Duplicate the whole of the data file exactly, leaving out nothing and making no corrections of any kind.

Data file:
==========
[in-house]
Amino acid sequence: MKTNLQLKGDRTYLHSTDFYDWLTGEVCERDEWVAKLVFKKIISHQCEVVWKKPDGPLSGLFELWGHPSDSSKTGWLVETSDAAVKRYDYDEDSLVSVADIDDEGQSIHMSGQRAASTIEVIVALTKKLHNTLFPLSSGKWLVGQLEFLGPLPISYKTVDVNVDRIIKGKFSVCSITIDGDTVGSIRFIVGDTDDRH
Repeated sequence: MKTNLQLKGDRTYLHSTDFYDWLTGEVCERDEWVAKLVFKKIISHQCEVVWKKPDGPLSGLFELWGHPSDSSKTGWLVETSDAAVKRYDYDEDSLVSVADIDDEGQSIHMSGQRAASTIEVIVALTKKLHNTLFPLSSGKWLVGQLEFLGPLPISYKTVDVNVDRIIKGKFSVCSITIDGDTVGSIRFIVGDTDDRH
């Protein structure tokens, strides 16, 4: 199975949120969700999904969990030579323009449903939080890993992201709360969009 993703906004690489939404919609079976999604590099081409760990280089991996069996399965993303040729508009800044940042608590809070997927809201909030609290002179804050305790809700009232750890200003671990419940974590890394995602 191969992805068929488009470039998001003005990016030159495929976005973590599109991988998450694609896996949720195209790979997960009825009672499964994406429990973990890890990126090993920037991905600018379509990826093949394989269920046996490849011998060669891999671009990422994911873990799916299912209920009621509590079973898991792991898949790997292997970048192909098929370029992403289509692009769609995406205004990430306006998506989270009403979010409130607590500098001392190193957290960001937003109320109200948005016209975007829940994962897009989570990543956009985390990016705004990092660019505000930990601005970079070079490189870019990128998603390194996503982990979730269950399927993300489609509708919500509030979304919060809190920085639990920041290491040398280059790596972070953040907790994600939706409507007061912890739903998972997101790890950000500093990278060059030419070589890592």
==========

[in-house]
Amino acid sequence: MKTNLQLKGDRTYLHSTDFYDWLTGEVCERDEWVAKLVFKKIISHQCEVVWKKPDGPLSGLFELWGHPSDSSKTGWLVETSDAAVKRYDYDEDSLVSVADIDDEGQSIHMSGQRAASTIEVIVALTKKLHNTLFPLSSGKWLVGQLEFLGPLPISYKTVDVNVDRIIKGKFSVCSITIDGDTVGSIRFIVGDTDDRH
Repeated sequence: MKTNLQLKGDRTYLHSTDFYDWLTGEVCERDEWVAKLVFKKIISHQCEVVWKKPDGPLSGLFELWGHPSDSSKTGWLVETSDAAVKRYDYDEDSLVSVADIDDEGQSIHMSGQRAASTIEVIVALTKKLHNTLFPLSSGKWLVGQLEFLGPLPISYKTVDVNVDRIIKGKFSVCSITIDGDTVGSIRFIVGDTDDRH
């Protein structure tokens, strides 16, 4: 199975949120969700999904969990030579323009449903939080890993992201709360969009 993703906004690489939404919609079976999604590099081409760990280089991996069996399965993303040729508009800044940042608590809070997927809201909030609290002179804050305790809700009232750890200003671990419940974590890394995602 191969992805068929488009470039998001003005990016030159495929976005973590599109991988998450694609896996949720195209790979997960009825009672499964994406429990973990890890990126090993920037991905600018379509990826093949394989269920046996490849011998060669891999671009990422994911873990799916299912209920009621509590079973898991792991898949790997292997970048192909098929370029992403289509692009769609995406205004990430306006998506989270009403979010409130607590500098001392190193957290960001937003109320109200948005016209975007829940994962897009989570990543956009985390990016705004990092660019505000930990601005970079070079490189870019990128998603390194996503982990979730269950399927993300489609509708919500509030979304919060809190920085639990920041290491040398280059790596972070953040907790994600939706409507007061912890739903998972997101790890950000500093990278060059030419070589890592």